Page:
Wednesday, January 30, 2008

Simpson Introduces Beginning Farm and Ranchers Act

Bill Would Benefit the Nation's Young Farmers and Ranchers

(WASHINGTON) Record-high fuel, fertilizer and operating costs are forcing the nation’s graying farmers and ranchers to retire, some are selling out to developers and agricultural land is lost forever. Representative Mike Simpson wants to keep Idaho farm and ranch land in production and thinks he can do it through the nation’s tax structure.

Simpson joined Congressmen Earl Pomeroy (D-North Dakota) and Lee Terry (R-Nebraska) as an original cosponsor of the Beginning Farmers and Ranchers Act. The members introduced the legislation to the U.S. House of Representatives today.

The Beginning Farmers and Ranchers Act will allow retiring farmers and ranchers to receive a 100% exemption from the capital gains tax if the land is sold to a qualified beginning farmer or rancher.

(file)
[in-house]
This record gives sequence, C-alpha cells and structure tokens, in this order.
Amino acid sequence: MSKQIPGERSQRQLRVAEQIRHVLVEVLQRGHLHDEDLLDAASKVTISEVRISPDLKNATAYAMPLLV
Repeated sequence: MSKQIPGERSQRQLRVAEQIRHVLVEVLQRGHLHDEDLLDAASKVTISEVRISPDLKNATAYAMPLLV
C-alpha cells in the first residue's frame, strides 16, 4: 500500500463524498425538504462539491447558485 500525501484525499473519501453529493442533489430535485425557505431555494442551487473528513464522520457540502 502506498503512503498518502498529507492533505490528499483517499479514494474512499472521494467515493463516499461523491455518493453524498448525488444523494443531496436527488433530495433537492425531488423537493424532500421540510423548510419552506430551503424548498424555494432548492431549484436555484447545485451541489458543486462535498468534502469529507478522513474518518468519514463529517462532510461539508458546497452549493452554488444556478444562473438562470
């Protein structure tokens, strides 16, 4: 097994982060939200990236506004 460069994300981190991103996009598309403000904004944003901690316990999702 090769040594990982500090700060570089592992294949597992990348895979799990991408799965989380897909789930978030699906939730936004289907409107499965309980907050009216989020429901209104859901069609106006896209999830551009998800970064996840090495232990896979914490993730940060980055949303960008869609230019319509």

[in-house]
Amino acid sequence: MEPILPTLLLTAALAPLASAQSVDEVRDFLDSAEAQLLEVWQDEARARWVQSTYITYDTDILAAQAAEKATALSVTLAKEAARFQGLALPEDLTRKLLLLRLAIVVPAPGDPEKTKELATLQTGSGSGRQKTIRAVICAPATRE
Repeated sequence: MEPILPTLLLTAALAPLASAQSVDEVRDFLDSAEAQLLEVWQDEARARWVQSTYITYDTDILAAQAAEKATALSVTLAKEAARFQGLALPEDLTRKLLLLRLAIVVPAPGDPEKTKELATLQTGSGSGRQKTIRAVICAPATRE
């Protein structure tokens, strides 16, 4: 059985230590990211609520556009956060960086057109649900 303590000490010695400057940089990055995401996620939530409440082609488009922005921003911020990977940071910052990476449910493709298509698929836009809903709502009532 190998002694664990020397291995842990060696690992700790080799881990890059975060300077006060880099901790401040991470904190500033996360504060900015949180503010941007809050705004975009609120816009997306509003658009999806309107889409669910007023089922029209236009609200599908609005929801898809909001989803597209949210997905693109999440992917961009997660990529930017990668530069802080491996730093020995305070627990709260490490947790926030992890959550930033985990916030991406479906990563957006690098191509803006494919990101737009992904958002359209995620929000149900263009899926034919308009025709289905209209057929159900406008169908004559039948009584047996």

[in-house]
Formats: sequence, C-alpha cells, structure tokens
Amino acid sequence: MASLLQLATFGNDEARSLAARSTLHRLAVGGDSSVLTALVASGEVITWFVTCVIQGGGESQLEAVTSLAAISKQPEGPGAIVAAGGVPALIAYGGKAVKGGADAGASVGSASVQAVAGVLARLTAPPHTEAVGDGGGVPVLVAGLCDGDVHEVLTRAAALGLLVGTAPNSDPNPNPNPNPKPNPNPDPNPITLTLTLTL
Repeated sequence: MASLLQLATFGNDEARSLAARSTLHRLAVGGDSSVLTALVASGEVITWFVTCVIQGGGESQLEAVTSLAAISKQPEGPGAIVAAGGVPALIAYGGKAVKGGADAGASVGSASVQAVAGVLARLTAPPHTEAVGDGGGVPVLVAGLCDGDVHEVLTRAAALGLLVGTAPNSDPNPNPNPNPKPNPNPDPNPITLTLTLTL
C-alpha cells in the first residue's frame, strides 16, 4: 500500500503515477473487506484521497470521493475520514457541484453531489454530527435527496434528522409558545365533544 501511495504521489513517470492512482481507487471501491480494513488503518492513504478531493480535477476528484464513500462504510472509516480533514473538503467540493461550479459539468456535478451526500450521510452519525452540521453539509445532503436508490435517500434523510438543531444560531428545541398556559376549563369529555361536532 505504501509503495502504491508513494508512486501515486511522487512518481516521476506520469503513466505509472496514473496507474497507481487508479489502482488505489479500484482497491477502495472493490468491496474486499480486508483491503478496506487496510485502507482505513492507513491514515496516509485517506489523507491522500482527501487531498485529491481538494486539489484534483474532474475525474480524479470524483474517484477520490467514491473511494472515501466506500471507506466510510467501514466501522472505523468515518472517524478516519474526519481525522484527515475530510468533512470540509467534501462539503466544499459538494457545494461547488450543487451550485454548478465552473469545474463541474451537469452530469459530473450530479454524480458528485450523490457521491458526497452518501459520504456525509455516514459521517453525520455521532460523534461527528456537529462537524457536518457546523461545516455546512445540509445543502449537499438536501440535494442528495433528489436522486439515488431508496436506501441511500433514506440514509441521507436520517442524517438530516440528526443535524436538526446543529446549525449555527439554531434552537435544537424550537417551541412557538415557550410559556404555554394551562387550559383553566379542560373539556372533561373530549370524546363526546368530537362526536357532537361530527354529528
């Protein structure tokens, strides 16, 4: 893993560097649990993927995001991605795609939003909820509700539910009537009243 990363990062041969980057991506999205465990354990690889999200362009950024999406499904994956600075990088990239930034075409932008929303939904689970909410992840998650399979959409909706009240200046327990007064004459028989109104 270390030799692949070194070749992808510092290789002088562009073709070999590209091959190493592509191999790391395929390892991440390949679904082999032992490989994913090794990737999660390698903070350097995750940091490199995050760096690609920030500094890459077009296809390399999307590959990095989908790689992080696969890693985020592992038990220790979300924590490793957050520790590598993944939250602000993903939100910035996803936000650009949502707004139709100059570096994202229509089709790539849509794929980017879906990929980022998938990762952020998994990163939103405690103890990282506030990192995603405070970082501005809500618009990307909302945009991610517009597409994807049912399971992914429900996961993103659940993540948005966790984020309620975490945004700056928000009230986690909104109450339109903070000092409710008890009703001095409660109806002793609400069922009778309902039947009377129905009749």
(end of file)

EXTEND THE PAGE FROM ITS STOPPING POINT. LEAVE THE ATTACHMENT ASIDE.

“It is becoming increasingly difficult for the upcoming generation of farmers and ranchers to follow in their families’ footsteps,” Simpson said. “This legislation will help level the playing field for young producers to compete against land developers or well-established producers who are able to offer higher prices for farmland.”

The Beginning Farmers and Ranchers Act will also offer capital gains tax exemptions to agriculture producers who sell their farmland to other producers in order to keep the land in production.

“More and more farmland is being taken out of production and developed,” said Simpson. “Often it is more profitable for farmers to sell their land to developers then to pass it on to their children. Hopefully, this legislation will help alleviate the horrid capital gains tax that accompanies these transactions and allow for more choices for farmers and ranchers.”

YF and R Notes

Chris Dalley is the chairmen of the Idaho Farm Bureau YF and R. I met up with him at the leadership conference in Burley and I asked him why he ranched. He sent me a very well written email, it gave me a glimpse into life on his Blackfoot Ranch, here's what he wrote: